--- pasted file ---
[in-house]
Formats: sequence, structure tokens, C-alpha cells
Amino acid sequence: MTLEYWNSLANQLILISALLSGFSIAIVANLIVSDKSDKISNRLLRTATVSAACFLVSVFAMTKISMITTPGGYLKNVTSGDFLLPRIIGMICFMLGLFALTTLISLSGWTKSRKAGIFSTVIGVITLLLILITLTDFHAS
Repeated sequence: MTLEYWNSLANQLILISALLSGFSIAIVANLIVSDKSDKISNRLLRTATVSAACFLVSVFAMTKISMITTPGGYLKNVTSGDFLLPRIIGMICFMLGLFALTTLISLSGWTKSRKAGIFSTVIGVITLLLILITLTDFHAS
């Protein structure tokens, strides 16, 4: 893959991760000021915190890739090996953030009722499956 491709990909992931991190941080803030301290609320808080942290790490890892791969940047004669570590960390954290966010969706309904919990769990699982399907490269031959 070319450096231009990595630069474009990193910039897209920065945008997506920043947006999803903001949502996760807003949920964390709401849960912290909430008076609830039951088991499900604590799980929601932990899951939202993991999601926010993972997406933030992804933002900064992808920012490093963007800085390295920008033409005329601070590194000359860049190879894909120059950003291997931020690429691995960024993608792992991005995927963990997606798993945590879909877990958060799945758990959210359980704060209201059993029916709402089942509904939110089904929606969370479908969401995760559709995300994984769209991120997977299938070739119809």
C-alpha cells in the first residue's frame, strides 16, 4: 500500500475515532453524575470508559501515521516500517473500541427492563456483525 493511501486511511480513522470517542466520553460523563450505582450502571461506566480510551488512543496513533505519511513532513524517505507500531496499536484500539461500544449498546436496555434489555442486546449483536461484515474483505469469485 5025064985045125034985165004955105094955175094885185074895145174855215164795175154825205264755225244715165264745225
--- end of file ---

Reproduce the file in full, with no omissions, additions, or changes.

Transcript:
[in-house]
Formats: sequence, structure tokens, C-alpha cells
Amino acid sequence: MTLEYWNSLANQLILISALLSGFSIAIVANLIVSDKSDKISNRLLRTATVSAACFLVSVFAMTKISMITTPGGYLKNVTSGDFLLPRIIGMICFMLGLFALTTLISLSGWTKSRKAGIFSTVIGVITLLLILITLTDFHAS
Repeated sequence: MTLEYWNSLANQLILISALLSGFSIAIVANLIVSDKSDKISNRLLRTATVSAACFLVSVFAMTKISMITTPGGYLKNVTSGDFLLPRIIGMICFMLGLFALTTLISLSGWTKSRKAGIFSTVIGVITLLLILITLTDFHAS
């Protein structure tokens, strides 16, 4: 893959991760000021915190890739090996953030009722499956 491709990909992931991190941080803030301290609320808080942290790490890892791969940047004669570590960390954290966010969706309904919990769990699982399907490269031959 070319450096231009990595630069474009990193910039897209920065945008997506920043947006999803903001949502996760807003949920964390709401849960912290909430008076609830039951088991499900604590799980929601932990899951939202993991999601926010993972997406933030992804933002900064992808920012490093963007800085390295920008033409005329601070590194000359860049190879894909120059950003291997931020690429691995960024993608792992991005995927963990997606798993945590879909877990958060799945758990959210359980704060209201059993029916709402089942509904939110089904929606969370479908969401995760559709995300994984769209991120997977299938070739119809």
C-alpha cells in the first residue's frame, strides 16, 4: 500500500475515532453524575470508559501515521516500517473500541427492563456483525 493511501486511511480513522470517542466520553460523563450505582450502571461506566480510551488512543496513533505519511513532513524517505507500531496499536484500539461500544449498546436496555434489555442486546449483536461484515474483505469469485 5025064985045125034985165004955105094955175094885185074895145174855215164795175154825205264755225244715165264745225